• SECTION THREE: KEY SOCIAL MEDIA AND WEB 2.0 TOOLSCHAPTER 12: MAXIMIZING THE USE OF YOUTUBEThen there are the truly unique pieces, the videos that promote a brand, but are engaging, entertaining, and onlypossible in a setting like YouTube. One that fits this bill, although not on the list above, is the highly successfulBlendtec - Will It Blend? video series (http://www.youtube.com/watch?v=B8H29jU8Wrs).This campaign features the Blendtec blender put to the test, with household items like golf balls, marbles,crowbars, and even iPods, thrown into the blender. The campaign works because it‟s funny and captivating, yetstill shows the superiority of the brand. The company also sought to engage viewers further by asking forsuggestions of things to blend. For a surprisingly low budget (the first five videos were created for $50-$100), thecompany yielded major press and prospects. 138 © Copyright 2011 Eularis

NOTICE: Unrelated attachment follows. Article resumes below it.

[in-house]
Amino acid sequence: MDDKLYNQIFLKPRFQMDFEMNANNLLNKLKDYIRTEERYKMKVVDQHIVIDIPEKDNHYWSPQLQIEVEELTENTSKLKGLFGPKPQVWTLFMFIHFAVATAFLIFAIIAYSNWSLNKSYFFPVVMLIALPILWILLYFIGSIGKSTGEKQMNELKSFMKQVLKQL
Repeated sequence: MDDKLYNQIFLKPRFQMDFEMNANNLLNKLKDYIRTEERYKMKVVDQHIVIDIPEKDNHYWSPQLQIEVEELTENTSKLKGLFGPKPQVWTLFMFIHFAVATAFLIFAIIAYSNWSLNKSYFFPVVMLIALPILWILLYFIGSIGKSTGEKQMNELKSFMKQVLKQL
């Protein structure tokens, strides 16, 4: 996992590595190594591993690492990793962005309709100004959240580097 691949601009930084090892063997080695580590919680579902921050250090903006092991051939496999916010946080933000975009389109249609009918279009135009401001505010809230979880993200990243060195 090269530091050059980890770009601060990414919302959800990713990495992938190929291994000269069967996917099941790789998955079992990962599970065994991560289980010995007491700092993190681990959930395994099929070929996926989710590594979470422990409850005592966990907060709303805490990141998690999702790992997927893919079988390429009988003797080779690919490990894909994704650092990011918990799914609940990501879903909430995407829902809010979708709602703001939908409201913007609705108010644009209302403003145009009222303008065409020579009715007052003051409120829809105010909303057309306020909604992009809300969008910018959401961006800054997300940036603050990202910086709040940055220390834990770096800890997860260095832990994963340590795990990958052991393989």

• SECTION THREE: KEY SOCIAL MEDIA AND WEB 2.0 TOOLSCHAPTER 12: MAXIMIZING THE USE OF YOUTUBEHEALTH USESPatients on YouTube are finding educational clips and videos from hospitals, organizations and other patients,teaching about conditions and treatments. In some cases, patients anxious or curious about screening tests orsurgeries can find footage online to show them everything they need to know.Doctors are even offering discounts to patients willing to post this footage, recognizing the immensely powerfuleducational value inherent. Doctors are also seizing upon YouTube as a means to educate themselves and teachresidents, fellows and other staff, as well as alleviate fear of surgery or procedures for their patients.PHARMA USESSeveral Pharmaceutical companies have also now recognized the potential of YouTube, and organized videos andchannels for viewer-focused content.• JNJhealth (http://www.youtube.com/user/JNJhealth) is a YouTube channel launched by Johnson & Johnson in 2008. The channel features branded advertisements and also includes informational videos along key themes, like Obesity, Diabetes, diet and nutrition, Crohn‟s Disease, and more. The content is extensive and videos include personal stories, commercials and general education about the conditions. The channel has over 700 subscribers and has garnered over 52,000 views.• Go Insulin (http://www.youtube.com/goinsulin) is a YouTube channel produced by Sanofi-Aventis. It‟s an unobtrusively branded site that features videos of patients talking about their experiences with Diabetes and with Insulin treatment. Multiple calls to action exist from the channel page, including options to create a discussion guide to take to your next doctor appointment, and to complete polls that dispel the myths about Insulin. The response has been powerful – the channel has over 220 subscribers and over 64,000 views. 139 © Copyright 2011 Eularis